In a not too distant future, I hope to see and even to write about it: “The end of child marriage”. The very idea of such unions makes me sick for many reasons: because I am a mother, a woman, and because childhood should be the best stage of anyone’s life and not the hell that millions of children live through.
This union consists of one or both spouses being under 18 years old, which is considered inappropriate. This marriage, according to analysts, constitutes a violation of the human rights of minors.
It is estimated that, worldwide, 650 million women got married during their childhood, and an average of 12 million of them get married every year. It should be noted that this practice is not exclusive to underdeveloped countries; it also occurs in developed nations such as the United States and the United Kingdom.
In the midst of all this, nearly 25 million child marriages have been prevented in the world thanks to the actions of international organizations such as UNICEF.
Precisely, a report by the United Nations Fund for Population Activities, UNFPA, clarifies questions in this regard: why do these marriages occur? The reality is that, in some cultures, due to gender inequality, daughters are considered burdens or merchandise and when the family is in an economic situation of poverty, parents tend to believe that marriage guarantees them a good future and a source of income for their families.
Similarly, some parents see marriage as a way to protect their daughters from war-related sexual violence. But the cure seems worse than the disease because this “care measure” actually causes girls to experience sexual, physical and emotional violence from their partner.
And although most child marriages occur among girls, boys can also be forced into marriage. UNFPA has found that 1 out of 25 boys, or 3.8 percent, gets married before the age of 18. The situation is common in Madagascar, Central African Republic, Laos, Comoros and Nepal.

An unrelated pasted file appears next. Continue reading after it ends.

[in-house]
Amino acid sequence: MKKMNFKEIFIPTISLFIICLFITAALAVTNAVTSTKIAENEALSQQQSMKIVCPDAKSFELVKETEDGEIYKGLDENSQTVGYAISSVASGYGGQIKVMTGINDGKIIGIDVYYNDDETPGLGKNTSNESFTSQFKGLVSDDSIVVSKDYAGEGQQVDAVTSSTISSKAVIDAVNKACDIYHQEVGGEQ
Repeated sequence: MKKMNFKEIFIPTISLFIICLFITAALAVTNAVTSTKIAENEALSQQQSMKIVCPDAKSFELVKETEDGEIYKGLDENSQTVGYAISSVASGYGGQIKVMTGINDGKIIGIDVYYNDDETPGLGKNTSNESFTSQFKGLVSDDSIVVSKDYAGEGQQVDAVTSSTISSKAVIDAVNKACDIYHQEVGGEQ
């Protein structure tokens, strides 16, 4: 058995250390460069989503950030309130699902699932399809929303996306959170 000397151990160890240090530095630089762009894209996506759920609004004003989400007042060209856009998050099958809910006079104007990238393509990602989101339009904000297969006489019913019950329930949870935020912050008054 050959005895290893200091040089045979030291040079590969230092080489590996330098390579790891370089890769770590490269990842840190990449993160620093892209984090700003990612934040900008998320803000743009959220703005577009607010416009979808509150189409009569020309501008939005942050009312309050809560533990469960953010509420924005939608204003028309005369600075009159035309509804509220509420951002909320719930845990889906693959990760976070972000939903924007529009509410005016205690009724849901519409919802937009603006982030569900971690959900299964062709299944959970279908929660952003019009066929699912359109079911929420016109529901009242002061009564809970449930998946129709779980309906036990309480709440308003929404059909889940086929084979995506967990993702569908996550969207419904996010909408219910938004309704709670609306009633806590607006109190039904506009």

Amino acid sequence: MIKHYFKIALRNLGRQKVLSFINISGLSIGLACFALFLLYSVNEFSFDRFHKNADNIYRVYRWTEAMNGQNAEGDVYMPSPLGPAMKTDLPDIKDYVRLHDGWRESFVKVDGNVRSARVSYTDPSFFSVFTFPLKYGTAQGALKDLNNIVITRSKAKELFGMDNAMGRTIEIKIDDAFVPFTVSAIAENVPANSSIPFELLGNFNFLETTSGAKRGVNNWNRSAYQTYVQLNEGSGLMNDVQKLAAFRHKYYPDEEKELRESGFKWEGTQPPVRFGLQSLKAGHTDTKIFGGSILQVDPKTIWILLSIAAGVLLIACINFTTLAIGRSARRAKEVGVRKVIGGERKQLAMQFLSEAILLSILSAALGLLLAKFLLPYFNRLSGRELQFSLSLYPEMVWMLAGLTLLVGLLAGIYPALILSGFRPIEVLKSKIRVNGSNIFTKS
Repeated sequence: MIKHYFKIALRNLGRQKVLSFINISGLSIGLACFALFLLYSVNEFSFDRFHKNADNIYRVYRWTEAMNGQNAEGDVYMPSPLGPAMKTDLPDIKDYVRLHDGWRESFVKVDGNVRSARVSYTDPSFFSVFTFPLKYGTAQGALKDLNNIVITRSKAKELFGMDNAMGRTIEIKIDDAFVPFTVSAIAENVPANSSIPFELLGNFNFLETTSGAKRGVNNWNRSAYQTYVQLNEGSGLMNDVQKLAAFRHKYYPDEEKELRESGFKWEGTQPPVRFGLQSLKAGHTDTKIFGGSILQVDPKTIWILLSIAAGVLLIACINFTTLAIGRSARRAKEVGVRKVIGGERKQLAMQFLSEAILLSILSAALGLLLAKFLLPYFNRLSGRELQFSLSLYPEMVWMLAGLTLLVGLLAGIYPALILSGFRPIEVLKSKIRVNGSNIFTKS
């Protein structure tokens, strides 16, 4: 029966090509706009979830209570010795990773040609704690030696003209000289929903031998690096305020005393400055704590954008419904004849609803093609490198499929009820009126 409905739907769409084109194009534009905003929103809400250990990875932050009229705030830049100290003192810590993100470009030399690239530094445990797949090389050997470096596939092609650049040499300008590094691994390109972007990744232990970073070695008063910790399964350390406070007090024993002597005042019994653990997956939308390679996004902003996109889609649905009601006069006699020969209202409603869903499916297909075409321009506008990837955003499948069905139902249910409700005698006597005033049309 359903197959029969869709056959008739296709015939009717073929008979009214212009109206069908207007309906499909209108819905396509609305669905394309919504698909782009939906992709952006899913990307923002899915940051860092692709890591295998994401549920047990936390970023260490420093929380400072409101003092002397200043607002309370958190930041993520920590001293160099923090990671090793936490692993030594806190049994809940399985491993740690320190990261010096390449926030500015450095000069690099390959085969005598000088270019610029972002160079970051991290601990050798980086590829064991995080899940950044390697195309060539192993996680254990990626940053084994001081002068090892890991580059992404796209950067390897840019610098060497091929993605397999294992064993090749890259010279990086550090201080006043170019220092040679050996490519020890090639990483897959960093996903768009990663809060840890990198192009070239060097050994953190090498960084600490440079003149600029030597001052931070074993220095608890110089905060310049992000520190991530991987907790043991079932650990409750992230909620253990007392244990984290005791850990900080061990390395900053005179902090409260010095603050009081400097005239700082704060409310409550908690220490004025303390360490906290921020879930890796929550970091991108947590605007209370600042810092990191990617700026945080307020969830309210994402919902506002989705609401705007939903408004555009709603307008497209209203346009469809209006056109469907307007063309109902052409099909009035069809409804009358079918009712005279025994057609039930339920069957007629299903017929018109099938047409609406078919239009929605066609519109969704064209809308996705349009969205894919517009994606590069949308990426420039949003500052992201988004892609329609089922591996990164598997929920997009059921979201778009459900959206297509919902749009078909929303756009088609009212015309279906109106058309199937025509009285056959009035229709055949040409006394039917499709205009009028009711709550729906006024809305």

It should also be noted that some marriages are not by choice of the parents or guardians. Many teenagers want to get married to leave their home, to escape extreme poverty or domestic violence, to be independent and to be sexually active.
UNFPA works with governments to promote legislation, policies and mechanisms to end this practice. Two of the agreements that support this initiative are: the Convention on the Rights of the Child (CRC) and the Convention on the Elimination of All Forms of Discrimination against Women (CEDAW); however, laws alone are not the only solution.
In November 2019, UNFPA released a study in conjunction with Johns Hopkins University and in collaboration with the Universities of Victoria and Washington. That study calculated that ending child marriage in the 68 countries that admit it would account for 90 percent of cases, globally.
The researchers conclude that preventing a girl or a boy from being forced to get married costs about $600, which is equivalent to paying for a night in a luxury hotel. In estimated figures, it would cost about 35,000 million dollars to put an end to the whole situation, approximately, in the year 2030. This investment would be earmarked for educational, social and empowerment programs, which would prevent around 58 million child marriages.
As long as young people have access to quality information about their sexual and reproductive health and are able to decide freely and responsibly about gender equality, their rights, discrimination and violence, they will be less likely to marry before the age of 18.
If, in addition, they study and work according to their abilities, not only would their quality of life and that of their families improve, but they could also support them economically, and even become leaders who defend and inspire their communities.
Traducción del español: Catalina Oviedo Brugés.